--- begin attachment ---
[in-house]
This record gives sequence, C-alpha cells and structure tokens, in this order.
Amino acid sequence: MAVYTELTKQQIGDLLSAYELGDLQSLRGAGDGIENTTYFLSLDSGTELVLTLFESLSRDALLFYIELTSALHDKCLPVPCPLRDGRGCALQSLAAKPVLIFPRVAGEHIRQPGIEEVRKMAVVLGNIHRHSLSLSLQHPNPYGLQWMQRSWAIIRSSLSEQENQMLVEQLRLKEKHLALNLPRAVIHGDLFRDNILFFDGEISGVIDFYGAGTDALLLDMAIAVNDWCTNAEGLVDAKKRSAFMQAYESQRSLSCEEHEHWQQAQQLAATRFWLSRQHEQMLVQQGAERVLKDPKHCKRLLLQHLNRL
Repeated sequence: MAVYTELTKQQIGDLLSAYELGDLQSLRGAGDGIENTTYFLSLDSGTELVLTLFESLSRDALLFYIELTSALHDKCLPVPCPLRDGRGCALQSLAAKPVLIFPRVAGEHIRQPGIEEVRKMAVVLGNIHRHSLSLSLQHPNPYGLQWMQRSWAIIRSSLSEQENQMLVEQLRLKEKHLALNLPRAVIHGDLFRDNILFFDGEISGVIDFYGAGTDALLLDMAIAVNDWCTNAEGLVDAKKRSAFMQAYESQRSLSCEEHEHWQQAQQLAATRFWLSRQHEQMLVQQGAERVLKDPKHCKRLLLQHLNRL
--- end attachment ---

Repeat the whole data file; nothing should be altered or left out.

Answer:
[in-house]
This record gives sequence, C-alpha cells and structure tokens, in this order.
Amino acid sequence: MAVYTELTKQQIGDLLSAYELGDLQSLRGAGDGIENTTYFLSLDSGTELVLTLFESLSRDALLFYIELTSALHDKCLPVPCPLRDGRGCALQSLAAKPVLIFPRVAGEHIRQPGIEEVRKMAVVLGNIHRHSLSLSLQHPNPYGLQWMQRSWAIIRSSLSEQENQMLVEQLRLKEKHLALNLPRAVIHGDLFRDNILFFDGEISGVIDFYGAGTDALLLDMAIAVNDWCTNAEGLVDAKKRSAFMQAYESQRSLSCEEHEHWQQAQQLAATRFWLSRQHEQMLVQQGAERVLKDPKHCKRLLLQHLNRL
Repeated sequence: MAVYTELTKQQIGDLLSAYELGDLQSLRGAGDGIENTTYFLSLDSGTELVLTLFESLSRDALLFYIELTSALHDKCLPVPCPLRDGRGCALQSLAAKPVLIFPRVAGEHIRQPGIEEVRKMAVVLGNIHRHSLSLSLQHPNPYGLQWMQRSWAIIRSSLSEQENQMLVEQLRLKEKHLALNLPRAVIHGDLFRDNILFFDGEISGVIDFYGAGTDALLLDMAIAVNDWCTNAEGLVDAKKRSAFMQAYESQRSLSCEEHEHWQQAQQLAATRFWLSRQHEQMLVQQGAERVLKDPKHCKRLLLQHLNRL